She rode away in a "Hospital Van for Crippled & Burned Children." I wonder how many other children there are there?

gratuitous image
5 March 1996

Between Art and Not Art

A lot of people want to stamp out bad art, but Clint is one of the few people I've met who is in a position to do so. With "This is Art," "PHOTOGRAPH," and "This is Not Art" he is certainly prepared for any eventuality.

gratuitous image
6 March 1996

Shrimp and Six-shooters

It's a pleasure to return to a peaceful San Francisco shrimp burrito. Yesterday's gun-toting Texan decapod crustaceans are just a bad memory.

gratuitous image
7 March 1996

Seventy-Nine Dollar Masterpieces

For only $79 I can own one hundred pictures depicting Leonardo da Vinci's "elegant sense of movement, careful study of emotions, unwavering attention to anatomical detail and dramatic chiaroscuro." An equal amount will provide me with Raphael Botticelli's "keen instinct for drama and a mastery of expressive gesture that suggest deep mystery."

At only seventy-nine cents an image, a little money buys a lot of art these days.

gratuitous image
8 March 1996

No Progress

Dr. Susan Block placed an ad in a San Francisco newspaper with the mysterious headline "Better TV Sex." There are many ways of interpreting those three words; none make any sense. As Man Ray said, "There is no progress in art, any more than there is in making love."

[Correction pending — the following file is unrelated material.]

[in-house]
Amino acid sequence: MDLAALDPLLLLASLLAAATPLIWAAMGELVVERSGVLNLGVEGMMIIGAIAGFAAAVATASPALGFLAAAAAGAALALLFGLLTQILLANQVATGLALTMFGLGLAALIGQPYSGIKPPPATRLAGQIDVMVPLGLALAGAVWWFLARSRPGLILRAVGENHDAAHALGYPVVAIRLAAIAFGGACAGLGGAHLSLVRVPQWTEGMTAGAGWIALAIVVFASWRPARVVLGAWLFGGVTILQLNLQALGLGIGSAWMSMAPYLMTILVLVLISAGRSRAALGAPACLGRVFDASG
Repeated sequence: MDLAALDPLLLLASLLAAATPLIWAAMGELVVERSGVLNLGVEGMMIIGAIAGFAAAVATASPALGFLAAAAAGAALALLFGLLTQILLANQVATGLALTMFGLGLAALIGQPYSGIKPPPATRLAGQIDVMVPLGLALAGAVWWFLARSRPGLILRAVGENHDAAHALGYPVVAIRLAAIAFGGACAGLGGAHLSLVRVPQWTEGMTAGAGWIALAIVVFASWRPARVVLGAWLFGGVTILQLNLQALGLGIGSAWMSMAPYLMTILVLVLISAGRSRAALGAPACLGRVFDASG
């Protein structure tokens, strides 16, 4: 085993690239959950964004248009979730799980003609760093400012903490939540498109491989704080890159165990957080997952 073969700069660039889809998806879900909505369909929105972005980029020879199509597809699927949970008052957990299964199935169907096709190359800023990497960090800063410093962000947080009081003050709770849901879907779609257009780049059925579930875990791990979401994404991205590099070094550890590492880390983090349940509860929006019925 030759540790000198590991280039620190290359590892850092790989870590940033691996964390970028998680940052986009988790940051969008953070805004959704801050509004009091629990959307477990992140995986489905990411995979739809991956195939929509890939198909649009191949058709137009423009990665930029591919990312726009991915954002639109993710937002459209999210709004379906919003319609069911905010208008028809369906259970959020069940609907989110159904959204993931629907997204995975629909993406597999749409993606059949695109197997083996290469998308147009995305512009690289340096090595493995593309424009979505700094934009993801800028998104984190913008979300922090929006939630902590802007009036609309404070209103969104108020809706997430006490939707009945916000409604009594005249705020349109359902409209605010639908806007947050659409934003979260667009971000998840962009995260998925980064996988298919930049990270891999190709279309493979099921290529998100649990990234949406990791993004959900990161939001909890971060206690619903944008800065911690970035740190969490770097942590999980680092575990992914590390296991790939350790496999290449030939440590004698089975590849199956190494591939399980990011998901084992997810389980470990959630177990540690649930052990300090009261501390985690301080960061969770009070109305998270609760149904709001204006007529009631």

gratuitous image
9 March 1996

American Culture

Someone built a huge stone structure atop a hill in Scotland and named it after a bar in San Francisco. It's no wonder the rest of the world fears being colonized by American culture.

gratuitous image
10 March 1996

Square Hoop

Someone cut the bottom out of a plastic milk crate to make what appears to be a square basketball hoop. Or maybe it's not for basketball at all; perhaps they play a much more geometrically challenging game of bouncing blocks through the box.

gratuitous image
11 March 1996

Please Your Dog

When I moved to San Francisco I was amused that an aerosol artist (the term preferred by my friend Morgan) had removed the word "curb" from "Please curb your dog." Over a decade later it's still there. I can only conclude that pleasing a dog is a much stronger--or at least more popular--idea than curbing a dog.